On Thursday, June 1st, President Trump and his Administration withdrew the United States from the Paris Climate Agreement. The Agreement was signed December 2015 by 195 countries during COP 21 in Paris (the 21st meeting of the Conference of the Parties).
George Mitchell spent a big part of his life using his philanthropy and powers of persuasion to put the US and the world on a more sustainable path in the face of an uncertain future. Several family members have called the concept and pursuit of sustainability Mr. Mitchell’s “dream” or “passion.” I hope to capture his contribution to the pursuit of sustainable development in this short presentation, but there is a book on George P. Mitchell and the Idea of Sustainability by Jurgen Schmandt.
George Mitchell has been recognized as a “big picture thinker.” He liked to think about big challenges at scales that most of us seldom consider. Sustainability is an example of a big question, “How should the world work when it has billions more people?” Mr. Mitchell came to an appreciation of what he called “the most important question for mankind” by exposure to visionary thinkers like Buckminster Fuller at the Aspen Institute in the late 60’s. When Fuller talked about Spaceship Earth and how the Earth is finite, but human demands are not, George Mitchell got it. He started using his famous challenge- “If you can’t make the world work with 4 billion people, how are you going to make it work with 9 billion?” Over the years, 4 billion has changed to 7 billion as the problem has become more urgent.
Sustainability must be balanced on a three-legged stool: economy, environment, and social well being. Mr. Mitchell knew that balance would be difficult. He knew it because he experienced it first hand as a leader of the energy exploration and production industry. As time went on he became more outspoken about balancing economic and environmental concerns. In recent years, he urged his industry to “do it right” when using hydraulic fracturing and to use the precautionary principle with regard to greenhouse gas emissions. Last year he co-authored an editorial in which he recognized natural gas as a bridge fuel for the transition to a low carbon economy. He was urging balance and caution as we try to find paths to sustainability.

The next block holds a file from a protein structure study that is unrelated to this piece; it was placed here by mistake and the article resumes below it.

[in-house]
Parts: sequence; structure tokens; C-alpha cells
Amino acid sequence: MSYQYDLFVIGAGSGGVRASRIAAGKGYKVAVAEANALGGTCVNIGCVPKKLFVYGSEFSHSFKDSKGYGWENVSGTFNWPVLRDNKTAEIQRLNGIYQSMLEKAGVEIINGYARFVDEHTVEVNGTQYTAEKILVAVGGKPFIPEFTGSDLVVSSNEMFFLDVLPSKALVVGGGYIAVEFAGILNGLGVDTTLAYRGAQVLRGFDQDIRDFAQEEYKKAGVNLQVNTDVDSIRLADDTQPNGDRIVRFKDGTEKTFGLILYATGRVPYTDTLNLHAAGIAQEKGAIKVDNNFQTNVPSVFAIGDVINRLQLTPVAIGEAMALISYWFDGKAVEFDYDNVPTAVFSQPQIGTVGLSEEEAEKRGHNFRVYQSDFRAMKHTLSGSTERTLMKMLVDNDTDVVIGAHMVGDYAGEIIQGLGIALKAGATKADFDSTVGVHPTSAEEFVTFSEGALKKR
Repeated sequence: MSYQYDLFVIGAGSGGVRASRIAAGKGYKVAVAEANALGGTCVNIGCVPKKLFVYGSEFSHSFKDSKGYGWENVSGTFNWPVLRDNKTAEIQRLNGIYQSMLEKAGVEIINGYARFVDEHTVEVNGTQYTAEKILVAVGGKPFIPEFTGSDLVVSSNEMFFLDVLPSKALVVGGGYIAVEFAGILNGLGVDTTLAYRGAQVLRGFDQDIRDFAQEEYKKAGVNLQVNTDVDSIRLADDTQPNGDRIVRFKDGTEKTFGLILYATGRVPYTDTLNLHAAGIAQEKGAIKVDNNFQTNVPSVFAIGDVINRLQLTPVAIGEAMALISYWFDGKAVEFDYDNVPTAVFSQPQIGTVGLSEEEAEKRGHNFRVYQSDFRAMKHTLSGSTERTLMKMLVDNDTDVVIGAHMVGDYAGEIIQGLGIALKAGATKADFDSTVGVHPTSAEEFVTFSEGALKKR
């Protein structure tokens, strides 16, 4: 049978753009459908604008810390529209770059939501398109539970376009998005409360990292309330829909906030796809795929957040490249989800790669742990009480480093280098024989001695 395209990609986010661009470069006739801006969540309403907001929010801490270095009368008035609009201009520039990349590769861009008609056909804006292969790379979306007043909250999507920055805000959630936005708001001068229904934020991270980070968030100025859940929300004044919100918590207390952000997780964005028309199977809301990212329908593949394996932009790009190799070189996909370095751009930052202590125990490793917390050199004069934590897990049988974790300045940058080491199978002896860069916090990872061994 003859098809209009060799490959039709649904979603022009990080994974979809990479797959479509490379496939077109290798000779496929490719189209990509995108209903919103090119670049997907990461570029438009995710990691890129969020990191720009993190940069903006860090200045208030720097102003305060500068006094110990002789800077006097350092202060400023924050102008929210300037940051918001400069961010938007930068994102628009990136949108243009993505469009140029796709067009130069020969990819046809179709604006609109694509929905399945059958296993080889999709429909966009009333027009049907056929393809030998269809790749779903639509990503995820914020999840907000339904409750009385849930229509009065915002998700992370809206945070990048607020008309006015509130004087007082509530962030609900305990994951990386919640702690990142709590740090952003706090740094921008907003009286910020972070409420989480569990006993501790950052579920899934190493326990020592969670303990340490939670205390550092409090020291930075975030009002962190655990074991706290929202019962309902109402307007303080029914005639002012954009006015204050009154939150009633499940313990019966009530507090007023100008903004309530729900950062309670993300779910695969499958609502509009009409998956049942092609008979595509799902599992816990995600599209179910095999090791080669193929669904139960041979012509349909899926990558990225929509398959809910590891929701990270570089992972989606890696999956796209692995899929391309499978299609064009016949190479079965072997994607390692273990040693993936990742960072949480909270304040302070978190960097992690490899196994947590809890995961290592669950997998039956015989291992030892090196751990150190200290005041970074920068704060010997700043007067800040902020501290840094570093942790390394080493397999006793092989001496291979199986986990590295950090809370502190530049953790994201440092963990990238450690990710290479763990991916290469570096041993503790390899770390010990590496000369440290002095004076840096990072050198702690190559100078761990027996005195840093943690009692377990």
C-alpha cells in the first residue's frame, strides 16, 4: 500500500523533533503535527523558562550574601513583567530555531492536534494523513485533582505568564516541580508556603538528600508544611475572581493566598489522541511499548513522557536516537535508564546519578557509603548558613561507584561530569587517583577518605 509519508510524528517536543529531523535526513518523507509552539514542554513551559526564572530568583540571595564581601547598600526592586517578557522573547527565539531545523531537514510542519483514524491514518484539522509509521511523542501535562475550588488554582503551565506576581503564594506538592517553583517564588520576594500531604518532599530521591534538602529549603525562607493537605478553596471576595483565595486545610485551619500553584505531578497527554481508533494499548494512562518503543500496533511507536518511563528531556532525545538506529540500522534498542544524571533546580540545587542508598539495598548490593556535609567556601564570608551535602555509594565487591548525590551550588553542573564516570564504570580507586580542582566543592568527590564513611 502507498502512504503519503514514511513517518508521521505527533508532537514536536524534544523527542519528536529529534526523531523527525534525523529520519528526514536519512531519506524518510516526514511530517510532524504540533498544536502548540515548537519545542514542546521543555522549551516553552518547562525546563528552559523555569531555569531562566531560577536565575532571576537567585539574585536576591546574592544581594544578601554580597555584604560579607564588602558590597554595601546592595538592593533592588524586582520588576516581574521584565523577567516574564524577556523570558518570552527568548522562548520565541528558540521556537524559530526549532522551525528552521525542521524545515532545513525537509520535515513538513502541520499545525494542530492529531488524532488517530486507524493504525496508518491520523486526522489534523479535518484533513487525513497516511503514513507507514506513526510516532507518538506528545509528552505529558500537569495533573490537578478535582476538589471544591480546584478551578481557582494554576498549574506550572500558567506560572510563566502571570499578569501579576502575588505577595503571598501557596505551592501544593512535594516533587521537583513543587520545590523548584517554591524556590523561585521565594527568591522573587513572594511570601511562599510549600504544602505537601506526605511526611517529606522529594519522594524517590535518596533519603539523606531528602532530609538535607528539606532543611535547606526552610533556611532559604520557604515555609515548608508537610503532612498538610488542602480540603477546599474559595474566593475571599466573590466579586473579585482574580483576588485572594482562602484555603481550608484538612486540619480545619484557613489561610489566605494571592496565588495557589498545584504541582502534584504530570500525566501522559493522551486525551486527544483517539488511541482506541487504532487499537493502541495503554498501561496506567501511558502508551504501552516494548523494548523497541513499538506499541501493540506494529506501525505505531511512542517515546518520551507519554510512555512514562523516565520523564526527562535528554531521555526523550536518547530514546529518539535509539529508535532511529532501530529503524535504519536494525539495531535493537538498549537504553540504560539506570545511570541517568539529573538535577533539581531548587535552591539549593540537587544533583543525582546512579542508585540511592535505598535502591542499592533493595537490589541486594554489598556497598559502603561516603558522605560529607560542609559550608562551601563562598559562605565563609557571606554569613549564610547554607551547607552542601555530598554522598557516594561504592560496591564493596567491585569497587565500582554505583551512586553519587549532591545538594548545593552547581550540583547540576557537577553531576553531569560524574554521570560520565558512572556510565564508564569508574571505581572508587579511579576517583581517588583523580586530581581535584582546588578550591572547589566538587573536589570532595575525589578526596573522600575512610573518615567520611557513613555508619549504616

Mr. Mitchell’s concern about sustainability crystallized after the 1972 publication of “Limits to Growth” a report that modeled the conflict between human population growth and global natural resource availability. He thought the book had problems, but should be the spark for a worthwhile debate. He worked with a group of leaders to organize The Woodlands Conference Series on topics central to the challenge of sustainability. There were seven conferences, the first in 1975 and the last in 2001. At the Woodlands Conferences, the George and Cynthia Mitchell Prizes for the best ideas on sustainability were awarded. Over the years there were 38 prize winners from the US and abroad.
In 1974, George Mitchell created a research center named the Center for Growth Studies. In 1985 CGS became a center at HARC, the Houston Advanced Research Center here in The Woodlands. HARC had been founded in 1982 as a consortium of Texas research universities to coordinate large high tech projects, such as the super conducting supercollider. By 2001 CGS had become the Mitchell Center for Sustainable Development and its dedication to economic, social and environmental well being became the foundation of the sustainability mission of HARC.
Mr. Mitchell tried very hard to influence national policy on sustainable development. He talked to presidential advisors. He testified before Congress. He said, “We have to get politicians to think this way.” But the number who did was very small. He decided that the National Academy of Sciences could help with addressing the problem and changing the thinking of leaders. In 1994 he made a donation to support the NAS Board on Sustainable Development, which produced a report named “Our Common Journey” in 1999. It proposed a transition to sustainable practices that would be informed by a new type of science called sustainability science, which would integrate all fields of science, social science, and engineering. Later Mr. Mitchell endowed the sustainability science program at the National Academies.
In recognition of the Mitchell endowment, the President of NAS said "George Mitchell has long been a vocal advocate for research and planning for a more sustainable world. He is a corporate leader who clearly understands that we now have a window of opportunity in which to address the challenges that the Earth's rapidly growing population poses for our finite resources."
In 2005 George Mitchell created the Endowment for Regional Sustainability Science, which will support HARC as it continues to pursue his vision of a world in which we are able to balance the economy, the environment, and the well being of all people.
George Mitchell was a pragmatic visionary, a rare breed indeed. He was a strong believer in the power of science and technology, so he endowed science-based organizations to pursue the challenge. Our progress toward sustainability solutions has been greatly enhanced by his efforts. In the field of sustainability his legacy is huge and unique.
So let me leave you with a slight variation of his challenge- What are you going to do so that the world will work better with 9 billion people than it does today? Whatever it is, do it in memory of George Mitchell.